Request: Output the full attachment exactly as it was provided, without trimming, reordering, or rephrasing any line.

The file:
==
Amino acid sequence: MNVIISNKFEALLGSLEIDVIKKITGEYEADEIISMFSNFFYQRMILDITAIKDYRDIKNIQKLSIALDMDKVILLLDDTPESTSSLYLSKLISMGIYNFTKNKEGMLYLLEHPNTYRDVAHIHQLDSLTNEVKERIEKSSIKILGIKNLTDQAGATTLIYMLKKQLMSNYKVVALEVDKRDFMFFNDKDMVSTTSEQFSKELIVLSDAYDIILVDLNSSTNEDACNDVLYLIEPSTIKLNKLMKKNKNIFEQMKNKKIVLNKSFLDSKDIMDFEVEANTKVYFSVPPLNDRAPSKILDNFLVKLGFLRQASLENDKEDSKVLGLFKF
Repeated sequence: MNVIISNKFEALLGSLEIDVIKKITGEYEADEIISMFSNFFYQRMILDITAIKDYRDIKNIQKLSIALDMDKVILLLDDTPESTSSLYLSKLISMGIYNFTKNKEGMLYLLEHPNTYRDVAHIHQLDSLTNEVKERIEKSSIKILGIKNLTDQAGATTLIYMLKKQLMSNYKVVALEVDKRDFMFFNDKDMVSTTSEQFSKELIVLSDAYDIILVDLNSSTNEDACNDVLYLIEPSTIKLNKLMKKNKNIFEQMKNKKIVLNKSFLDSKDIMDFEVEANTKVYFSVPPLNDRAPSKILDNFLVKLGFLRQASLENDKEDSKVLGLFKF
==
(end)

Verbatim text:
Amino acid sequence: MNVIISNKFEALLGSLEIDVIKKITGEYEADEIISMFSNFFYQRMILDITAIKDYRDIKNIQKLSIALDMDKVILLLDDTPESTSSLYLSKLISMGIYNFTKNKEGMLYLLEHPNTYRDVAHIHQLDSLTNEVKERIEKSSIKILGIKNLTDQAGATTLIYMLKKQLMSNYKVVALEVDKRDFMFFNDKDMVSTTSEQFSKELIVLSDAYDIILVDLNSSTNEDACNDVLYLIEPSTIKLNKLMKKNKNIFEQMKNKKIVLNKSFLDSKDIMDFEVEANTKVYFSVPPLNDRAPSKILDNFLVKLGFLRQASLENDKEDSKVLGLFKF
Repeated sequence: MNVIISNKFEALLGSLEIDVIKKITGEYEADEIISMFSNFFYQRMILDITAIKDYRDIKNIQKLSIALDMDKVILLLDDTPESTSSLYLSKLISMGIYNFTKNKEGMLYLLEHPNTYRDVAHIHQLDSLTNEVKERIEKSSIKILGIKNLTDQAGATTLIYMLKKQLMSNYKVVALEVDKRDFMFFNDKDMVSTTSEQFSKELIVLSDAYDIILVDLNSSTNEDACNDVLYLIEPSTIKLNKLMKKNKNIFEQMKNKKIVLNKSFLDSKDIMDFEVEANTKVYFSVPPLNDRAPSKILDNFLVKLGFLRQASLENDKEDSKVLGLFKF